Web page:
Shanghai (Foreign Policy) – China’s Spring Festival, which celebrates the lunar New Year, is the ultimate test for fledgling romances. A partner’s invitation to meet family signals commitment; but for China’s LGBT population, the holiday creates disproportionate stress. Only 5 percent of them have come out of the closet, and they are, as a group, under remarkable pressure to get married to someone of the opposite sex.
During this year’s Spring Festival festivities, which occurred in late January and early February, a leading local Chinese mobile phone brand, Vivo, made waves with a supportive message urging LGBT Chinese to bring their partners home. “Grandfather, grandmother, mom, dad: I have something to tell you,” a nervous young man starts to say at a dinner table. “Xiaocheng and I, we’re actually…” His boyfriend darts up to interrupt: “What we actually want is to take a group photo together!” Family members wink at them to show they understand what they were trying to communicate; then they gather behind a selfie stick to take a selfie.
Tame stuff, as it goes, but it’s one of many recent high-profile examples of big companies striving to be seen within China as LGBT friendly.
In this regard, technology firms are leading the way. Over the last two years, China’s leading car hailing app Didi Chuxing, top search engine Baidu, and popular karaoke app Changba have all run pro-LGBT social media campaigns. Chinese smartphone maker Meizu has launched a series of advertisements celebrating same-sex partnerships. China’s leading restaurant review app, Dianping, has created a dedicated website to promote LGBT-friendly establishments. And while same-sex marriage is illegal in China, that didn’t stop Chinese e-commerce giant Alibaba from running a contest in early 2015 awarding ten lucky couples with all-expense paid weddings in Los Angeles.
Many of these efforts have relied on social media. In early 2016, China’s State Administration of Press, Publication, Radio, Film and Television (SAPPRFT) banned television shows showing homosexual relationships. But short ads on social media have typically been spared the censors’ axe, a signal that the government does not consider the issue highly politically sensitive. The government is surely also aware that social media users skew younger, and are thus already more likely to be tolerant of different lifestyles.
This generational change augurs a huge shift in Chinese thinking. Homosexuality was classified as a crime in China until 1997, and a mental illness until 2001. But observers say social mores have quickly changed. A bevy of (unscientific) online surveys seems to support that. In a 2012 survey of over 85,000 web users, for examples more than 80 percent of (admittedly self-selecting) respondents born in the 1980s and 1990s said they did not disapprove of homosexuality. While China still has no legislation protecting against discrimination on basis of sexual orientation, internal policies in some companies are changing to punish workplace bullying.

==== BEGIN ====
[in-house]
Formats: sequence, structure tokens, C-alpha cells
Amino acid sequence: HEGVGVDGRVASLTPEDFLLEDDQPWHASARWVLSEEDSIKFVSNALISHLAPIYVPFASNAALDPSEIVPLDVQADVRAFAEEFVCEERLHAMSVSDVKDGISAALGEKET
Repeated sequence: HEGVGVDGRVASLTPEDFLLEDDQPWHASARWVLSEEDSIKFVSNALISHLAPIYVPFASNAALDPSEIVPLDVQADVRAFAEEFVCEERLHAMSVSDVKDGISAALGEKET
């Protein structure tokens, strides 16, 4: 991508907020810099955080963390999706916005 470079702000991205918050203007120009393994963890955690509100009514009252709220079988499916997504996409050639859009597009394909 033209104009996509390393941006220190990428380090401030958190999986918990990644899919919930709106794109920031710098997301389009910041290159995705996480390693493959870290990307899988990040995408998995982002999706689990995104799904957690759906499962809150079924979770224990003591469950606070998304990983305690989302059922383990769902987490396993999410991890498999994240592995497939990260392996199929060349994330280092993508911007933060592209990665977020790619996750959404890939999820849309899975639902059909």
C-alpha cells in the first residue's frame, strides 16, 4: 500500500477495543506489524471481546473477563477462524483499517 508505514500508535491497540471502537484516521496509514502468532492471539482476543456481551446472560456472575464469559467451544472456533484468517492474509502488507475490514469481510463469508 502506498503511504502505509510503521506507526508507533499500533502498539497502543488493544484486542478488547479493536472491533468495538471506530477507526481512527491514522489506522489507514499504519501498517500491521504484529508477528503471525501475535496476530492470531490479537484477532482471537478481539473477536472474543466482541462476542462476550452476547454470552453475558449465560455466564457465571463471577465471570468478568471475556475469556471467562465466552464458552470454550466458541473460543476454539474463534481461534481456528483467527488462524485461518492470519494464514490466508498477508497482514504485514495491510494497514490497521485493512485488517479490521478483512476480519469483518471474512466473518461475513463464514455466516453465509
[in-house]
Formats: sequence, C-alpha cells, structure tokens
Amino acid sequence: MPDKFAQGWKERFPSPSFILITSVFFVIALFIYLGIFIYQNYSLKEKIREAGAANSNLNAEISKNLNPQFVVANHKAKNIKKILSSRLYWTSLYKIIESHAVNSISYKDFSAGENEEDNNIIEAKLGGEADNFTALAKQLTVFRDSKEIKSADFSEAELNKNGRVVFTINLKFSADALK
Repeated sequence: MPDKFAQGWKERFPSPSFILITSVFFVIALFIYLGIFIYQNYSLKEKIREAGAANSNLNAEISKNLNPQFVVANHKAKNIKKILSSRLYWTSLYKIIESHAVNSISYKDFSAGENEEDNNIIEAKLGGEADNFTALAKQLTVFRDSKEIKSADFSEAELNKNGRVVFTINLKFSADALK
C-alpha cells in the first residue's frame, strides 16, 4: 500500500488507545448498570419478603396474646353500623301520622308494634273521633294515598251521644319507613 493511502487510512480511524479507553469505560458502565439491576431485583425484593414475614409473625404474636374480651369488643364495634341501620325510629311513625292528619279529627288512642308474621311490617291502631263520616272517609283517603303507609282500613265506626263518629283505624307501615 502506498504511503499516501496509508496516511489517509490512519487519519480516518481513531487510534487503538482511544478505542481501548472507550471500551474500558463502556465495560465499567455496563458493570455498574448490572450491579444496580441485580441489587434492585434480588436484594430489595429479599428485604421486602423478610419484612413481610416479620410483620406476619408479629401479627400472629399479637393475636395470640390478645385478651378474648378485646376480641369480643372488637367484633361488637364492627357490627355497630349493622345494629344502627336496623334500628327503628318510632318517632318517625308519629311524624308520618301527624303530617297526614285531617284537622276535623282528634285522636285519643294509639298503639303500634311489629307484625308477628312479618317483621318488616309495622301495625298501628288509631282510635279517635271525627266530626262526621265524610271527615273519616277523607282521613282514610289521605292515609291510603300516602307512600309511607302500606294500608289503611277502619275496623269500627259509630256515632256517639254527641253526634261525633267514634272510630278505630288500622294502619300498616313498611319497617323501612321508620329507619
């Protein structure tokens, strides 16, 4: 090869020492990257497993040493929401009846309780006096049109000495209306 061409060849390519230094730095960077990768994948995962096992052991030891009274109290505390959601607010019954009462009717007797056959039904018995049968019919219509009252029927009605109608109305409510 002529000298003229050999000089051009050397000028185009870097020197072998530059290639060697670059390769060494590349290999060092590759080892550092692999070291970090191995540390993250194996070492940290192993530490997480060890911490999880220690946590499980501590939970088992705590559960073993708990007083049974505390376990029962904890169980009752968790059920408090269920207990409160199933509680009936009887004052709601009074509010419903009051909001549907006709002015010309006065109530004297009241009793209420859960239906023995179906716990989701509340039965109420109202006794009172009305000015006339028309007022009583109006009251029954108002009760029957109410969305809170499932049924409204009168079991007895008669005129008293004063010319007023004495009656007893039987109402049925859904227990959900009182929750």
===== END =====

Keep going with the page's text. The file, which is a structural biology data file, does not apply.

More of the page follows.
Technology companies’ customers are predominantly made up of increasingly progressive young people. And those companies are evidently aware that LGBT Chinese, as a group, spend somewhere north of $300 billion annually, although precise estimates differ. 56 per cent of LGBT men and 62 per cent of LGBT women in China say the most important factor influencing their purchasing decisions is company support for LGBT friendly policies and regulations, according to a 2016 report. With China’s tech companies in fierce competition with each other to gain market share, targeted advertising to LGBT individuals can give them an edge. “As a mobile phone manufacturer, we have a large user base and our users are very diverse,” Novak Cheng, project leader for Meizu’s Valentine’s Day campaign, told Foreign Policy. “It is obvious that they experience a wide range of love.”
Firms aren’t just keen on to court young LGBT customers, but employees. Many technology companies are run by millennials, noted Duncan Clark, Chairman of BDA China, an investment advisory firm in Beijing, told FP. “China’s internet companies represent a new generation,” Clark said. “This native digital generation have had greater exposure to a wider of lifestyles” and have “engaged in wider discussion among fellow netizens about social issues and life choices.”
International firms seeking to break into the Chinese market have behaved similarly. In November 2016, four global companies with large offices in China — PR firms Edelman, Burson-Marsteller, Golin Magic, and multinational beverage and brewing company AB InBev — participated in the first annual “LGBT Advertising Showcase” in Shanghai alongside non-profit groups. “We want to let people know they don’t have to worry about discrimination if they work for us,” said Natalie Xu, Shanghai-based human resources director of Edelman China.
Many of the showcase ads from those firms, which were directed at the general public as well as prospective employees, did not use actors. “The most powerful stories are true, told by gay and lesbian individuals and couples themselves, sharing their hopes for a future where they can simply be themselves,” said Steven Bielinski, showcase organizer and founder of the WorkForLGBT group, a nonprofit based in Shanghai.
While stigma against sexual minorities continues in China, particularly in rural areas and smaller cities, the tens of millions of LGBT Chinese have clearly already demonstrated their growing importance to some of the biggest companies in the country. One need only watch social media for evidence of that.
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